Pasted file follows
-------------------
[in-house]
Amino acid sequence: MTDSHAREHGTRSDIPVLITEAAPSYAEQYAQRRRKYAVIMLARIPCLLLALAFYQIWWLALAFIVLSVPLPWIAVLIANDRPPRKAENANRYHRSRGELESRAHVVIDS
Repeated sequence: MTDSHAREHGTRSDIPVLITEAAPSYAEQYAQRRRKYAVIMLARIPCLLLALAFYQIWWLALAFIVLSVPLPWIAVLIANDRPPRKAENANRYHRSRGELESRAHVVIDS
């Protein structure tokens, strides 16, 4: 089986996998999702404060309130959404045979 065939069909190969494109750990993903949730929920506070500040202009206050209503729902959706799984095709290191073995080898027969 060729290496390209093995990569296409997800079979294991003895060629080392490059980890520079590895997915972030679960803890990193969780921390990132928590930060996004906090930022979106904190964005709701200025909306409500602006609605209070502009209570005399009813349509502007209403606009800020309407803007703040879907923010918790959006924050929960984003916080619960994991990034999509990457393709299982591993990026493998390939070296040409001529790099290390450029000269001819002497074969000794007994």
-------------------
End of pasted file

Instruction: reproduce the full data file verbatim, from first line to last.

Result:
[in-house]
Amino acid sequence: MTDSHAREHGTRSDIPVLITEAAPSYAEQYAQRRRKYAVIMLARIPCLLLALAFYQIWWLALAFIVLSVPLPWIAVLIANDRPPRKAENANRYHRSRGELESRAHVVIDS
Repeated sequence: MTDSHAREHGTRSDIPVLITEAAPSYAEQYAQRRRKYAVIMLARIPCLLLALAFYQIWWLALAFIVLSVPLPWIAVLIANDRPPRKAENANRYHRSRGELESRAHVVIDS
């Protein structure tokens, strides 16, 4: 089986996998999702404060309130959404045979 065939069909190969494109750990993903949730929920506070500040202009206050209503729902959706799984095709290191073995080898027969 060729290496390209093995990569296409997800079979294991003895060629080392490059980890520079590895997915972030679960803890990193969780921390990132928590930060996004906090930022979106904190964005709701200025909306409500602006609605209070502009209570005399009813349509502007209403606009800020309407803007703040879907923010918790959006924050929960984003916080619960994991990034999509990457393709299982591993990026493998390939070296040409001529790099290390450029000269001819002497074969000794007994």